Southeastern Pennsylvania and neighboring New Jersey and Delaware have a Cane Corso problem.
Last month the Philadelphia-based Big Paws, Big Hearts rescued almost as many Cane Corsos as the total number reported rescued from shelters in the entire country.
No, these large, lumbering, intimidating-looking dogs are not posing a safety issue on the streets of Philadelphia or elsewhere.
In fact, quite the opposite. The Cane Corso rescue group says the fact they look like over-sized pit bulls has made them attractive to dog fighters in the Tri-State area. But the reality is, they are not fighters and as a result end up in unusually large numbers in area shelters.
Since its founding 18 months ago, the Philadelphia-based Big Paws rescue has taken in dozens of abandoned Cane Corsos.
"We consider it an epidemic in what should be a rare breed," said Amy Parsons, of Malvern, who is Big Paws treasurer. She says the breed became popular with backyard breeders and because they look like a version of a pit bull, dog fighters tried to use them in the ring.
"They shut down emotionally," she said. "Pit bills, no matter how poorly treated, will try to please their handler. If you treat a Cane Corso poorly they will withdraw like a little kid."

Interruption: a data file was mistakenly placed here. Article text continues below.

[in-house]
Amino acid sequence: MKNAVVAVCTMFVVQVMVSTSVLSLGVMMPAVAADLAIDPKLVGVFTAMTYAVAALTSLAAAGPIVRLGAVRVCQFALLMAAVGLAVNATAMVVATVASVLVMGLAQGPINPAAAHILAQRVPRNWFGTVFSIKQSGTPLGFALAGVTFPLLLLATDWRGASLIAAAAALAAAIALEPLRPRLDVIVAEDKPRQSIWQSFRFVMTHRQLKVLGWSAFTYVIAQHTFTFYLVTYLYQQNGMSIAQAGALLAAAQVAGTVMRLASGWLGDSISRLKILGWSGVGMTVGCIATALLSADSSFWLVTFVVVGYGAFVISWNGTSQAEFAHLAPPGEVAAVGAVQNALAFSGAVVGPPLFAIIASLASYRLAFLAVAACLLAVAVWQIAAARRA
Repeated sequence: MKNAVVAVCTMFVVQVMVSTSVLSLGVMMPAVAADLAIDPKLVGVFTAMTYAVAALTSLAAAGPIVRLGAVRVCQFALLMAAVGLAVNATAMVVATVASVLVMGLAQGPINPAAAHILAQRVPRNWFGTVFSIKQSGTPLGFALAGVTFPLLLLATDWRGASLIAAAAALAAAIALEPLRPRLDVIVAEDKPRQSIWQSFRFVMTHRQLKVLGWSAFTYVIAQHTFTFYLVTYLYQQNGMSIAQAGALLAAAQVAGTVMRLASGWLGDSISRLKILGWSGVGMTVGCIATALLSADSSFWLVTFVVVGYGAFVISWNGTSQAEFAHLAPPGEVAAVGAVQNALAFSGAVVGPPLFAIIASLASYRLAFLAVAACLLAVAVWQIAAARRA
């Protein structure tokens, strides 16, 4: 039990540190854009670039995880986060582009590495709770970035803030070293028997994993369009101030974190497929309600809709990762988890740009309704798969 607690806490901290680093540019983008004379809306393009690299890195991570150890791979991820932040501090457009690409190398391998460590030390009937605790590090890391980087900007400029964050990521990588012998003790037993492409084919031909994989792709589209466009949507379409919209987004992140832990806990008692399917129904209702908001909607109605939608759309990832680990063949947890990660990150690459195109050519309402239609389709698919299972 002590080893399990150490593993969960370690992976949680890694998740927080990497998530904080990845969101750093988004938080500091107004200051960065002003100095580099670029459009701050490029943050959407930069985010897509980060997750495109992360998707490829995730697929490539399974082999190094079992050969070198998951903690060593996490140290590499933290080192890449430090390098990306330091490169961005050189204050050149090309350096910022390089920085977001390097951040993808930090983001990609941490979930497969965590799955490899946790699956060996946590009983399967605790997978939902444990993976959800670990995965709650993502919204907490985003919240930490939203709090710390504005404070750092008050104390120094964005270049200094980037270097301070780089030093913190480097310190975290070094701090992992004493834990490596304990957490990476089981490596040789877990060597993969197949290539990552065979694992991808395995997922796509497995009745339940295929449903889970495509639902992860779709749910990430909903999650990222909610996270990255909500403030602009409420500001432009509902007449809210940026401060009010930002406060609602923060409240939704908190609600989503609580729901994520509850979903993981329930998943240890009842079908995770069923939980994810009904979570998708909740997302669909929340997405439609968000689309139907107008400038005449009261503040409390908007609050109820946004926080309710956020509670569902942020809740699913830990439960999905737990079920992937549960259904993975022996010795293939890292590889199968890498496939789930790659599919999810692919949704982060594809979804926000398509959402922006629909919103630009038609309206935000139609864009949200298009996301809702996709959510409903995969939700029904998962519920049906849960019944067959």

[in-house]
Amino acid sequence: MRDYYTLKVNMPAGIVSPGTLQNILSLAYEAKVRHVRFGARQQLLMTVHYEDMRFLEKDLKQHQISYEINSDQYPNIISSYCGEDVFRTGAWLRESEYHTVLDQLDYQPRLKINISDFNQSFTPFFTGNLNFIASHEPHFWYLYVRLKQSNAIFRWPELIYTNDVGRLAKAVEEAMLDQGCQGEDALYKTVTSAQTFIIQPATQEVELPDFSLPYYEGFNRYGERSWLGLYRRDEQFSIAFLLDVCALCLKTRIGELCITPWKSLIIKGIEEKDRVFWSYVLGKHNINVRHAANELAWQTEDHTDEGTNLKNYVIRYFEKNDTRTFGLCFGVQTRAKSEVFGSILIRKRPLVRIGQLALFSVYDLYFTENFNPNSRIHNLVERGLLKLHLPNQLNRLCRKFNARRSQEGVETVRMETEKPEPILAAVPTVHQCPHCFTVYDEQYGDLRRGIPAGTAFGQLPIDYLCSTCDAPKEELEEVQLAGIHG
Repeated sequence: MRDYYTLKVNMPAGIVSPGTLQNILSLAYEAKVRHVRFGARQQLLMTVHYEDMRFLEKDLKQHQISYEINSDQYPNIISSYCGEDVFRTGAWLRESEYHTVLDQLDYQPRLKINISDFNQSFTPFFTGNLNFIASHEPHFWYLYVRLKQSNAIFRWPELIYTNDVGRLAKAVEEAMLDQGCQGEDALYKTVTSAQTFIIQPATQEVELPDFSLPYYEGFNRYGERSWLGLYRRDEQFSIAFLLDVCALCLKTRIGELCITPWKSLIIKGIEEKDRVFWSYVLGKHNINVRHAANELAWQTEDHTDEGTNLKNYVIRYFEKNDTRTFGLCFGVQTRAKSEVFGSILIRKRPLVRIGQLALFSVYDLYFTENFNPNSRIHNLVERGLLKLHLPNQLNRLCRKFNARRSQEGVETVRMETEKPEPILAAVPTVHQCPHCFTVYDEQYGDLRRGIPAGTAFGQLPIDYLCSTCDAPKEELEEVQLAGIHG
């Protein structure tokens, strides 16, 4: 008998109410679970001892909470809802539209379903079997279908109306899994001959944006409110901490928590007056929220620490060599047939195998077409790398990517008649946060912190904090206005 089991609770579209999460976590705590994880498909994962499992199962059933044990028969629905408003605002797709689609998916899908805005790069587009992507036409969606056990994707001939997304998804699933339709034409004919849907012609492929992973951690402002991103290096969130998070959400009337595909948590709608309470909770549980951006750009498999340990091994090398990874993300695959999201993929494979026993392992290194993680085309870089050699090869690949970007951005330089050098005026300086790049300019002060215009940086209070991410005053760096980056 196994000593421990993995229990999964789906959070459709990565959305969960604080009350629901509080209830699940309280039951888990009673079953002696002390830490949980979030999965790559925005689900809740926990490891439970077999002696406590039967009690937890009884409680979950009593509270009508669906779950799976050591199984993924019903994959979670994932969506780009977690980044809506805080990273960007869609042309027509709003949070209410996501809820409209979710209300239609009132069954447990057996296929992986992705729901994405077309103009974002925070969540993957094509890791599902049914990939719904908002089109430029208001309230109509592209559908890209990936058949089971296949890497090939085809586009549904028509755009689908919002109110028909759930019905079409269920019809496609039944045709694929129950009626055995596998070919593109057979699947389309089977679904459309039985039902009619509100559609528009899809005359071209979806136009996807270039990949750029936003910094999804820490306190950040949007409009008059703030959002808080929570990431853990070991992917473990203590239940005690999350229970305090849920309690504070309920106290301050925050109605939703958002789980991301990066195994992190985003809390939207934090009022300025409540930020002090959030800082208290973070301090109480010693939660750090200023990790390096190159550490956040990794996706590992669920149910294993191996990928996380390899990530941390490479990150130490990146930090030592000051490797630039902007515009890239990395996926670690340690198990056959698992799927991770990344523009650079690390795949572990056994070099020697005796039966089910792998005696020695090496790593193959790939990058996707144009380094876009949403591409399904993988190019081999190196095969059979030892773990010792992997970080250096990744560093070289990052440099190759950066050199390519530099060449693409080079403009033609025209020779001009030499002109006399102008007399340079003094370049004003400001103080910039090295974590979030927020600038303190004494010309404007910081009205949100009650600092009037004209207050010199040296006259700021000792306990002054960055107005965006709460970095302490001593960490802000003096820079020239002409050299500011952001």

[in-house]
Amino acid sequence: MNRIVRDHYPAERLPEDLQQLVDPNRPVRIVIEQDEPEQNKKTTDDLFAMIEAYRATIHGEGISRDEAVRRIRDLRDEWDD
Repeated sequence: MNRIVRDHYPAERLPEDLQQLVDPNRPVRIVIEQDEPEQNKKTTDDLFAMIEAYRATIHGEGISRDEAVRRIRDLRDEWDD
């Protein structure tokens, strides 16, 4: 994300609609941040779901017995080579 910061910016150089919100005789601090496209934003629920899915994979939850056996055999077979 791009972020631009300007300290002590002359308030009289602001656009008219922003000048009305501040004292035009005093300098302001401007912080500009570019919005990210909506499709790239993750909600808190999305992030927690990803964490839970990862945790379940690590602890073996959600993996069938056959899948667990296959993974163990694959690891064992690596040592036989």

In other cases their size overwhelms people. "It can be like having a rhino in the house," says Parsons, pictured above, who has three cane corsos of her own, plus one foster dog.
Failing in the fighting ring, or simply being too big for inexperienced owners, leads to abandonment neglect and finally, if they're lucky, the Pennsylvania SPCA and other shelters.
But that doesn't guarantee their survival, far from it.
In September, Big Paws was contacted about 18 Cane Corsos from the Philadelphia area who needed to go into rescue. At the same time there were a total of 23 such requests logged throughout the rest of the country. Big Paws was only able to pull one dog themselves last month because of the lack of space in qualified foster homes.
Cane (pronounced kah-nay or Latin for "dog") Corso, also known as an Italian Mastiff, is an ancient Italian breed. These super-sized dogs are generally black or fawn-colored, stand up to 27 inches tall at the withers and weigh up to 110 pounds. They need exercise, a strong owner, boundaries and training. As Big Paws puts it, these dogs are not for everyone.
"They need a firm hand and socializing," said Parsons. "If you want consistency get a Lab."
Which makes finding suitable foster families difficult.
Even with the foster challenges - and high food bills - since their founding Big Paws has placed 65 unwanted Cane Corsos into new homes.
If you are interested in learning more about Cane Corsos, becoming a foster parent, contributing to Big Paws rescue or participating in one of their events, check out the group's website and get involved.